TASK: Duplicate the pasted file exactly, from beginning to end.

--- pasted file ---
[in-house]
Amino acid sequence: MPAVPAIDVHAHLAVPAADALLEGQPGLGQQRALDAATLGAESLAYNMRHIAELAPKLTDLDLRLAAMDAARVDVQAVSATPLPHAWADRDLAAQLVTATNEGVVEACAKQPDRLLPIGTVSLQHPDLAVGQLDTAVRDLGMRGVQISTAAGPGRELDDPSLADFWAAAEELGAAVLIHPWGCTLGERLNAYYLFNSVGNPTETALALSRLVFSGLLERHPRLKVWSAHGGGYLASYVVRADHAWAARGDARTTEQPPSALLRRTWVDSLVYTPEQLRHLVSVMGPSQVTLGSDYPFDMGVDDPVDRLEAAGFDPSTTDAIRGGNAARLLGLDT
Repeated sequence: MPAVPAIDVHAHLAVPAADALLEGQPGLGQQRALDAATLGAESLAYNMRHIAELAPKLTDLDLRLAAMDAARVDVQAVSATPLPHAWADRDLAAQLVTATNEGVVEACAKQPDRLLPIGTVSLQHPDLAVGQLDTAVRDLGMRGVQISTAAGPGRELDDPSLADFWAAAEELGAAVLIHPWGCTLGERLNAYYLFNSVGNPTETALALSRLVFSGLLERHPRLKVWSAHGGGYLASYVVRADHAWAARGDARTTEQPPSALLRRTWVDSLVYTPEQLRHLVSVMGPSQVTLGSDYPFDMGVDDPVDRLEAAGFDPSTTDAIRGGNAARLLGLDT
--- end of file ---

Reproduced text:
[in-house]
Amino acid sequence: MPAVPAIDVHAHLAVPAADALLEGQPGLGQQRALDAATLGAESLAYNMRHIAELAPKLTDLDLRLAAMDAARVDVQAVSATPLPHAWADRDLAAQLVTATNEGVVEACAKQPDRLLPIGTVSLQHPDLAVGQLDTAVRDLGMRGVQISTAAGPGRELDDPSLADFWAAAEELGAAVLIHPWGCTLGERLNAYYLFNSVGNPTETALALSRLVFSGLLERHPRLKVWSAHGGGYLASYVVRADHAWAARGDARTTEQPPSALLRRTWVDSLVYTPEQLRHLVSVMGPSQVTLGSDYPFDMGVDDPVDRLEAAGFDPSTTDAIRGGNAARLLGLDT
Repeated sequence: MPAVPAIDVHAHLAVPAADALLEGQPGLGQQRALDAATLGAESLAYNMRHIAELAPKLTDLDLRLAAMDAARVDVQAVSATPLPHAWADRDLAAQLVTATNEGVVEACAKQPDRLLPIGTVSLQHPDLAVGQLDTAVRDLGMRGVQISTAAGPGRELDDPSLADFWAAAEELGAAVLIHPWGCTLGERLNAYYLFNSVGNPTETALALSRLVFSGLLERHPRLKVWSAHGGGYLASYVVRADHAWAARGDARTTEQPPSALLRRTWVDSLVYTPEQLRHLVSVMGPSQVTLGSDYPFDMGVDDPVDRLEAAGFDPSTTDAIRGGNAARLLGLDT